One of the biggest security issues faced by organizations worldwide is the danger of a data breach. A recent technical report says as many as 90% of large corporations and 74% of small enterprises have experienced a security breach in the last five years. While professionals concentrate on preventing health care data breaches, host endpoint protection and vulnerability management, hackers still manage to steal data without authorization. Analyze some of the most common causes to reduce your organization’s risk.
1. Password Problems
Verizon’s Data Breach Investigations Report found 63% of investigated breaches involved weak, stolen or default passwords. Sometimes employees use predictable combinations for all their accounts, so once hackers figure out the code, they have access across systems. Other times they store passwords in an easily accessed location.
Hackers conduct phishing attacks in which they send out an email that looks authentic asking users to reset passwords. When they follow the link and enter current passwords for a reset, the hacker captures them for later use. Sometimes clicking the same link can enable malware installation. Often, organizations don’t discover data breaches until weeks after an attack.
2. Ransomware and Malware
Malware is any form of malicious software hackers can use to steal information. Trojans, spyware and worms all are viruses that users often install accidentally by clicking on a link or authorizing a download that seems legitimate.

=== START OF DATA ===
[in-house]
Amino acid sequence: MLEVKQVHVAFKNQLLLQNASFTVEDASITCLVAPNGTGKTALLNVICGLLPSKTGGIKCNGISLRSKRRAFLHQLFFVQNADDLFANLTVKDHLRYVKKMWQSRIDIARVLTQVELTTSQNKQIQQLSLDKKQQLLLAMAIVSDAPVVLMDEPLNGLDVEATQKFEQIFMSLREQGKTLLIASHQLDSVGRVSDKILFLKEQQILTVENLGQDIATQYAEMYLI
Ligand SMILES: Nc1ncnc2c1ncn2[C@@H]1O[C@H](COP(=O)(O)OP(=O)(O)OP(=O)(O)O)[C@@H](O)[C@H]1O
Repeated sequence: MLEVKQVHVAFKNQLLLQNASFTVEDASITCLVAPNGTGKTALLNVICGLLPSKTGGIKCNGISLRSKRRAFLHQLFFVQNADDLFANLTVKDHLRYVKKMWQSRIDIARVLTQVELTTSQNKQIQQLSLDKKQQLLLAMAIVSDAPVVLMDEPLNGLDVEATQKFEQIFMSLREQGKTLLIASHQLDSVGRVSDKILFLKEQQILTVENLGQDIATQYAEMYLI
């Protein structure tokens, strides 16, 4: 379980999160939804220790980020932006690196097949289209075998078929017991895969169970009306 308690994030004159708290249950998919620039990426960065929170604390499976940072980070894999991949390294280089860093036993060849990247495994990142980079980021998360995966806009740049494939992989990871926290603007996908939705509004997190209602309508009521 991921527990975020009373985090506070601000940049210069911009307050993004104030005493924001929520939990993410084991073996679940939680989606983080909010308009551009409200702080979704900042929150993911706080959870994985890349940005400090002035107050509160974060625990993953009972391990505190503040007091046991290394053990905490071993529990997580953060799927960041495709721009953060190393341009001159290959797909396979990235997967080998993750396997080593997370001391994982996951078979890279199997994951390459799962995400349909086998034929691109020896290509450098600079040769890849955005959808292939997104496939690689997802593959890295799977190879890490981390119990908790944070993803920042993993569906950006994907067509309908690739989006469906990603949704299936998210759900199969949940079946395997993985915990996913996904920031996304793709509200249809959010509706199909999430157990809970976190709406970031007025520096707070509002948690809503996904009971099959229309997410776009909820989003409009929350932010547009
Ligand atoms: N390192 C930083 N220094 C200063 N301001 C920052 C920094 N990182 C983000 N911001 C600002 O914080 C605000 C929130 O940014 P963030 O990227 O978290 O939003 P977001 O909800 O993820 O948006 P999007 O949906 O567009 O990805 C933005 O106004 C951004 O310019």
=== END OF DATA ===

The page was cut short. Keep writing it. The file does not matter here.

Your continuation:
Ransomware is a form of malware that infiltrates systems with a computer virus and makes data inaccessible until the user pays money for its release. Users allow infection when they click on a ransomware link. Often the link comes in an email that looks like it’s from a trusted source. Fake bank notices or utility bills prompt users to let the virus in, then ransomware encrypts files so they are inaccessible.
Hackers have used ransomware since 1989, but it has become increasingly sophisticated. Ransomware for law firms like the multinational firm DLA Piper can make a firm’s data inaccessible until they pay to regain access. Verizon recently reported ransomware is the fifth most common type of malware.
3. Human Error
While hackers and viruses cause extensive damage, much of it is only possible because of human error. Reuters reports that 73% of data breaches happen because of the people operating machines. People might cause accidental breaches because they don’t understand the risk. Organizations can protect themselves by implementing techniques like two-factor authentication, security risk training for staff, and security incidence response programs.
Even more troubling than employees who provide accidental access are those who do it on purpose. Employees, vendors and contractors who have access to data can become a risk if they decide to use that access maliciously. Organizations can limit access to only essential personnel, or offer varying levels of access depending on each employee’s role. Conduct background checks before allowing new users access to make sure they don’t have a history of misusing data.